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Narbonne's Alex Akingbulu has plenty of upside on offensive line

Former basketball player becomes offensive tackle standout

Recruiting is illegal in high school sports — except when a coach is trying to convince a student from his own school to try a different sport.

Manuel Douglas, the football coach at Harbor City Narbonne, went to watch some of his football players playing basketball two years ago when he noticed a tall, slender player on the bench.

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"Who's this kid?" Douglas asked. "They tell me, 'It's Alex Akingbulu. He doesn't play much.'"

Douglas was intrigued by the 6-foot-6 sophomore with quick feet and active hands.

"I approached him after the game and asked, 'Hey, you ever play football?'" Douglas said.

So began the wooing of Alex Akingbulu.

"You're a perfect-sized left tackle and if you play football, I think we can get you to college," Douglas told him. "The rest is history."

Akingbulu started 14 games at offensive tackle for City Section Division I champion Narbonne last season as a junior. By the off-season, he had more than a dozen scholarship offers.

College recruiters like the idea that Akingbulu can easily add weight and strength.

"That's the excitement," Akingbulu said. "I'm seeing how far I can go. ... I'm just trying to test myself, seeing how high I can go."

He enters this season as a 6-6, 245-pound high school standout with the potential to be even better. Akingbulu, whose parents came from Nigeria, has proved to be a quick learner.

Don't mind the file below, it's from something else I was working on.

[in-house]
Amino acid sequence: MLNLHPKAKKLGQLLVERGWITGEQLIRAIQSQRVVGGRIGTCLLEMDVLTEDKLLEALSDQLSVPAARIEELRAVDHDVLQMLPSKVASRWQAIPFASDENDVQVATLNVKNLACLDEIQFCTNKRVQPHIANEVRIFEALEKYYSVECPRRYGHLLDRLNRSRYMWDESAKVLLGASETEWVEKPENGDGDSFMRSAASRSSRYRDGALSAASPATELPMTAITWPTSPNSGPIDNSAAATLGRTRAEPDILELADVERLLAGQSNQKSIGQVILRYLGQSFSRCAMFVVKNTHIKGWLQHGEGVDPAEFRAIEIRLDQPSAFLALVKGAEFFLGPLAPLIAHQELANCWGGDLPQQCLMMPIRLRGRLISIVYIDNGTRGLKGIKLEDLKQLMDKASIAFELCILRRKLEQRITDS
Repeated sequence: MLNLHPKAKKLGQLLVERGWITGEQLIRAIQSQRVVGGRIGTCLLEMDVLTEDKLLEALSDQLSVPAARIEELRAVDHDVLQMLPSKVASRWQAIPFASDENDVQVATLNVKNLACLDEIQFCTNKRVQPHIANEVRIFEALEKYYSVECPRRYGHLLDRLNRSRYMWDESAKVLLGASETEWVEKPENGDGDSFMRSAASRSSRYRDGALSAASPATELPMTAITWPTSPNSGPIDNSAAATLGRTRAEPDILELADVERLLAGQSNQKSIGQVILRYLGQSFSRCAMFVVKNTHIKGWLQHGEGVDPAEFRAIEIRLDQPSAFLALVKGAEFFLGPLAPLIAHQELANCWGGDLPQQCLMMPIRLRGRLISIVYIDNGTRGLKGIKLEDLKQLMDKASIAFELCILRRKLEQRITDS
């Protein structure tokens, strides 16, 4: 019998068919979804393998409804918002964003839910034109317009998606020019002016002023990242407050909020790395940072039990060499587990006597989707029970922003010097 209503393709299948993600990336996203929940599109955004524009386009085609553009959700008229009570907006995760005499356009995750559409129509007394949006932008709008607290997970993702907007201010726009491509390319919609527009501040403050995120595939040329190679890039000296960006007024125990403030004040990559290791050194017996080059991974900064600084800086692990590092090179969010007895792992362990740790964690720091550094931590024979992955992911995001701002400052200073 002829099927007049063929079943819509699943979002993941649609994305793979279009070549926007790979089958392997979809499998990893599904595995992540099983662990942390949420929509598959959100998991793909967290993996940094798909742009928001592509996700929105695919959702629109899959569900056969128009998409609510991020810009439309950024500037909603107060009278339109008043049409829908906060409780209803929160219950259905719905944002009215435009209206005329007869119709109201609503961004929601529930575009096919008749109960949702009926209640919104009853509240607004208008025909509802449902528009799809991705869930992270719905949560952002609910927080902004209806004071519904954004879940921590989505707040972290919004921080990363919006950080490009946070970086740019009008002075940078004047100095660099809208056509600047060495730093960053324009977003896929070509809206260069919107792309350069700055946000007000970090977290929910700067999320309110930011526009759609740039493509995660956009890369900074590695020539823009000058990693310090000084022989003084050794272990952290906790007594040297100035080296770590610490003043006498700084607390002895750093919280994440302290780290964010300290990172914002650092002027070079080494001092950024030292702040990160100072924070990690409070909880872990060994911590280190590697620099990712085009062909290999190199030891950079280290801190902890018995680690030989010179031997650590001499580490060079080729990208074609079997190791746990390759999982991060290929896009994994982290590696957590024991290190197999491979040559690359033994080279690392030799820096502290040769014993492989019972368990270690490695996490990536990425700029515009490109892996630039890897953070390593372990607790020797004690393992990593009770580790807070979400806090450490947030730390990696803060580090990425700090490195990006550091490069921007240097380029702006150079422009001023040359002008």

"A lot of recruiters say he's like soft clay," Douglas said. "They can mold him the way they need him to be."

Akingbulu still plays basketball, but it wasn't difficult to recruit him for football.

"People were always saying, 'You should try it out,'" he said. "I never thought about it. He convinced me at a basketball game. I love it. It's a great, different feeling than basketball. It has a lot of adrenaline. It's fun. It's been a journey. I learn stuff fast. I'm used to listening to Coach and doing what he tells me."

Akingbulu has spent the summer hanging out in the weight room trying to gain strength.

"It's very important," he said. "I feel I already have the footwork and quickness. As soon as I get the weight up, that's going to take me to another level."

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With constant lessons from his coaches, Akingbulu understands now what his role is supposed to be.

"Stay in front of the guy," he said. "Don't get pushed back. That's what I live by. Stay in front, hold my ground."

Twitter: LATSondheimer

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